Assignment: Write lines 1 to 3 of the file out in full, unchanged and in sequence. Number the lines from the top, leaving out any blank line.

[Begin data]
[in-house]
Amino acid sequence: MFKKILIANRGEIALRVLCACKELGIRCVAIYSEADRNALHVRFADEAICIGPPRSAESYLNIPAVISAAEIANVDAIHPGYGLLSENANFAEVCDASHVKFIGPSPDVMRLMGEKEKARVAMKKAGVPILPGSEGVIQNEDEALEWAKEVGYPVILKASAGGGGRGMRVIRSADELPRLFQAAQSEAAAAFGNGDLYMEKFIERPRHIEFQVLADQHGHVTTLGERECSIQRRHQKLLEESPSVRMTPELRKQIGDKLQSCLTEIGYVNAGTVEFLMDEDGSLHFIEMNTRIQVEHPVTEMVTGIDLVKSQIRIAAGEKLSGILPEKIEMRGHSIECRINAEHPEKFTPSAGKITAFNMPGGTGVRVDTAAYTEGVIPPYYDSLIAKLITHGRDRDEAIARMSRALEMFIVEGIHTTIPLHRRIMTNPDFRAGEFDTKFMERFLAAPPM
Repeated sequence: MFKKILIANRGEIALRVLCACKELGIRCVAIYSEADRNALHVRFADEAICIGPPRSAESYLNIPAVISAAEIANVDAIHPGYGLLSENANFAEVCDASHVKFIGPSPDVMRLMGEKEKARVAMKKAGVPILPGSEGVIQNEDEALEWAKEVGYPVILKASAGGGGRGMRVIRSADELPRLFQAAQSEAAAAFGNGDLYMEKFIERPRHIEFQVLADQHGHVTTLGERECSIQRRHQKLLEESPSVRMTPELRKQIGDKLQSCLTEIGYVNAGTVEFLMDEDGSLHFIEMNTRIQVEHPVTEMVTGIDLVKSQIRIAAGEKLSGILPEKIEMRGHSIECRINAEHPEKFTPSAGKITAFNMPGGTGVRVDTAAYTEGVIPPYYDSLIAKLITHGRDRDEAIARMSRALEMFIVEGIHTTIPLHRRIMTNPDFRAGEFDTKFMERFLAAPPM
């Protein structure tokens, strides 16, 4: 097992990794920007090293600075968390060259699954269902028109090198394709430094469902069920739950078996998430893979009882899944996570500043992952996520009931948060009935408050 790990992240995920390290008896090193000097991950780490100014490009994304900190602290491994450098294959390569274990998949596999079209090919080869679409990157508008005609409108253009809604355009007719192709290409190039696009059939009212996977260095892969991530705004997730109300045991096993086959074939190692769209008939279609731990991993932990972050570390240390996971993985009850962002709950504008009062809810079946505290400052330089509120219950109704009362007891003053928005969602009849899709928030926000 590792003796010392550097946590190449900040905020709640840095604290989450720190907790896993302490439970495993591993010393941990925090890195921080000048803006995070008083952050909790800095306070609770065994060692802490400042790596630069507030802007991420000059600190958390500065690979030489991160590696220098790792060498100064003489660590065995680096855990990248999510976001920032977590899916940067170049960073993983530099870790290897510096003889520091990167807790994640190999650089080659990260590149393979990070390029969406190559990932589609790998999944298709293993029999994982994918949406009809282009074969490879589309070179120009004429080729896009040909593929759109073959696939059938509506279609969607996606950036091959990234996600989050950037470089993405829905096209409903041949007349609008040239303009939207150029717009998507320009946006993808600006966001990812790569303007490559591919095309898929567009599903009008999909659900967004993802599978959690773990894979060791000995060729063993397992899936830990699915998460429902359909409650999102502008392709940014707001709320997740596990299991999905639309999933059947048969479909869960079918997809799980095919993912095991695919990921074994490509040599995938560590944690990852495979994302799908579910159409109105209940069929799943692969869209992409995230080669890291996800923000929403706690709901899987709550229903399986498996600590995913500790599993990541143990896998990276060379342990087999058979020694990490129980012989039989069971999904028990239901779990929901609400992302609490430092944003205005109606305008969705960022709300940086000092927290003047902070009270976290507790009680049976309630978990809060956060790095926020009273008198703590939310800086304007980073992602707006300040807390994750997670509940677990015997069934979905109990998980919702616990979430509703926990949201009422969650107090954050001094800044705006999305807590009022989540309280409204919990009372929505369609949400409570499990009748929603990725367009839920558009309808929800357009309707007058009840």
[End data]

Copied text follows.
[in-house]
Amino acid sequence: MFKKILIANRGEIALRVLCACKELGIRCVAIYSEADRNALHVRFADEAICIGPPRSAESYLNIPAVISAAEIANVDAIHPGYGLLSENANFAEVCDASHVKFIGPSPDVMRLMGEKEKARVAMKKAGVPILPGSEGVIQNEDEALEWAKEVGYPVILKASAGGGGRGMRVIRSADELPRLFQAAQSEAAAAFGNGDLYMEKFIERPRHIEFQVLADQHGHVTTLGERECSIQRRHQKLLEESPSVRMTPELRKQIGDKLQSCLTEIGYVNAGTVEFLMDEDGSLHFIEMNTRIQVEHPVTEMVTGIDLVKSQIRIAAGEKLSGILPEKIEMRGHSIECRINAEHPEKFTPSAGKITAFNMPGGTGVRVDTAAYTEGVIPPYYDSLIAKLITHGRDRDEAIARMSRALEMFIVEGIHTTIPLHRRIMTNPDFRAGEFDTKFMERFLAAPPM
Repeated sequence: MFKKILIANRGEIALRVLCACKELGIRCVAIYSEADRNALHVRFADEAICIGPPRSAESYLNIPAVISAAEIANVDAIHPGYGLLSENANFAEVCDASHVKFIGPSPDVMRLMGEKEKARVAMKKAGVPILPGSEGVIQNEDEALEWAKEVGYPVILKASAGGGGRGMRVIRSADELPRLFQAAQSEAAAAFGNGDLYMEKFIERPRHIEFQVLADQHGHVTTLGERECSIQRRHQKLLEESPSVRMTPELRKQIGDKLQSCLTEIGYVNAGTVEFLMDEDGSLHFIEMNTRIQVEHPVTEMVTGIDLVKSQIRIAAGEKLSGILPEKIEMRGHSIECRINAEHPEKFTPSAGKITAFNMPGGTGVRVDTAAYTEGVIPPYYDSLIAKLITHGRDRDEAIARMSRALEMFIVEGIHTTIPLHRRIMTNPDFRAGEFDTKFMERFLAAPPM